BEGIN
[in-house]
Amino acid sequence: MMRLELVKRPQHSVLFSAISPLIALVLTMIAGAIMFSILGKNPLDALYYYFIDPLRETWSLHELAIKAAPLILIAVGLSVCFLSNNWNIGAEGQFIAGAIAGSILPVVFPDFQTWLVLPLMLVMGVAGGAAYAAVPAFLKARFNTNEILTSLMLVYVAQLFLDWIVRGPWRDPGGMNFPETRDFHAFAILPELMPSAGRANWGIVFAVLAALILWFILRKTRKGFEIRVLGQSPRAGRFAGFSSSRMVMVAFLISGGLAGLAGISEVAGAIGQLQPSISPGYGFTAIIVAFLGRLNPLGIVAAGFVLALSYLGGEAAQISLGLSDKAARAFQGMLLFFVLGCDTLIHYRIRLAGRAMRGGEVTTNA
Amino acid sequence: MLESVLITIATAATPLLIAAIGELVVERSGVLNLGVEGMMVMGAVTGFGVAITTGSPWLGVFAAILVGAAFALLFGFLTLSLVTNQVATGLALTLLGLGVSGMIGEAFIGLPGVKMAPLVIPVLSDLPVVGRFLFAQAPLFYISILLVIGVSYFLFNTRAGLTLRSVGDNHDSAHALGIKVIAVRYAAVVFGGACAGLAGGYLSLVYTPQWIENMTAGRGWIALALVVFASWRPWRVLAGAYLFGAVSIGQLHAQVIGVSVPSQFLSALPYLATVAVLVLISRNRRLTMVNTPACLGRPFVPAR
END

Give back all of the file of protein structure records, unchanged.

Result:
[in-house]
Amino acid sequence: MMRLELVKRPQHSVLFSAISPLIALVLTMIAGAIMFSILGKNPLDALYYYFIDPLRETWSLHELAIKAAPLILIAVGLSVCFLSNNWNIGAEGQFIAGAIAGSILPVVFPDFQTWLVLPLMLVMGVAGGAAYAAVPAFLKARFNTNEILTSLMLVYVAQLFLDWIVRGPWRDPGGMNFPETRDFHAFAILPELMPSAGRANWGIVFAVLAALILWFILRKTRKGFEIRVLGQSPRAGRFAGFSSSRMVMVAFLISGGLAGLAGISEVAGAIGQLQPSISPGYGFTAIIVAFLGRLNPLGIVAAGFVLALSYLGGEAAQISLGLSDKAARAFQGMLLFFVLGCDTLIHYRIRLAGRAMRGGEVTTNA
Amino acid sequence: MLESVLITIATAATPLLIAAIGELVVERSGVLNLGVEGMMVMGAVTGFGVAITTGSPWLGVFAAILVGAAFALLFGFLTLSLVTNQVATGLALTLLGLGVSGMIGEAFIGLPGVKMAPLVIPVLSDLPVVGRFLFAQAPLFYISILLVIGVSYFLFNTRAGLTLRSVGDNHDSAHALGIKVIAVRYAAVVFGGACAGLAGGYLSLVYTPQWIENMTAGRGWIALALVVFASWRPWRVLAGAYLFGAVSIGQLHAQVIGVSVPSQFLSALPYLATVAVLVLISRNRRLTMVNTPACLGRPFVPAR